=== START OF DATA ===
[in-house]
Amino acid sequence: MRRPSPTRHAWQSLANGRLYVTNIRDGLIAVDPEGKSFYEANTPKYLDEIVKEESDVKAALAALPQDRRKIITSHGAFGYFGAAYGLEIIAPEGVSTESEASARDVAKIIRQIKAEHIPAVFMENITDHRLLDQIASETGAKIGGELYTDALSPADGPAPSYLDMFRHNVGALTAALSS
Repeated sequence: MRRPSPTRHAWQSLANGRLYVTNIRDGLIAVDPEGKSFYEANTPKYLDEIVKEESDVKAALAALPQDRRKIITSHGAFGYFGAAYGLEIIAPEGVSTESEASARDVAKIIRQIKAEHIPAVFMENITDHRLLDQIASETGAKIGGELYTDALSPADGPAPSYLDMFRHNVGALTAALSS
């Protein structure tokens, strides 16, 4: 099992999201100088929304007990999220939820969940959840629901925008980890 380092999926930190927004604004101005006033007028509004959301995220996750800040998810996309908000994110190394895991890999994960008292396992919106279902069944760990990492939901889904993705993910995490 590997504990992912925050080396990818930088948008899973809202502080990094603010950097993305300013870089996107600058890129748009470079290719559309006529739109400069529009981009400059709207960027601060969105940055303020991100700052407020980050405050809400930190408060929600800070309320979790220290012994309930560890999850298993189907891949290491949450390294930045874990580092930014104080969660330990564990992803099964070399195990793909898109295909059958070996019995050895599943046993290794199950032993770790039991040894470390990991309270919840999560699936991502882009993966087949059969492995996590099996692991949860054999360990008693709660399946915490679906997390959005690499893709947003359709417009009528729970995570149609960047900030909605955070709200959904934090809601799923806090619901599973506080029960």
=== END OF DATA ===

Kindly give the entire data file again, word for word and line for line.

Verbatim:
[in-house]
Amino acid sequence: MRRPSPTRHAWQSLANGRLYVTNIRDGLIAVDPEGKSFYEANTPKYLDEIVKEESDVKAALAALPQDRRKIITSHGAFGYFGAAYGLEIIAPEGVSTESEASARDVAKIIRQIKAEHIPAVFMENITDHRLLDQIASETGAKIGGELYTDALSPADGPAPSYLDMFRHNVGALTAALSS
Repeated sequence: MRRPSPTRHAWQSLANGRLYVTNIRDGLIAVDPEGKSFYEANTPKYLDEIVKEESDVKAALAALPQDRRKIITSHGAFGYFGAAYGLEIIAPEGVSTESEASARDVAKIIRQIKAEHIPAVFMENITDHRLLDQIASETGAKIGGELYTDALSPADGPAPSYLDMFRHNVGALTAALSS
């Protein structure tokens, strides 16, 4: 099992999201100088929304007990999220939820969940959840629901925008980890 380092999926930190927004604004101005006033007028509004959301995220996750800040998810996309908000994110190394895991890999994960008292396992919106279902069944760990990492939901889904993705993910995490 590997504990992912925050080396990818930088948008899973809202502080990094603010950097993305300013870089996107600058890129748009470079290719559309006529739109400069529009981009400059709207960027601060969105940055303020991100700052407020980050405050809400930190408060929600800070309320979790220290012994309930560890999850298993189907891949290491949450390294930045874990580092930014104080969660330990564990992803099964070399195990793909898109295909059958070996019995050895599943046993290794199950032993770790039991040894470390990991309270919840999560699936991502882009993966087949059969492995996590099996692991949860054999360990008693709660399946915490679906997390959005690499893709947003359709417009009528729970995570149609960047900030909605955070709200959904934090809601799923806090619901599973506080029960």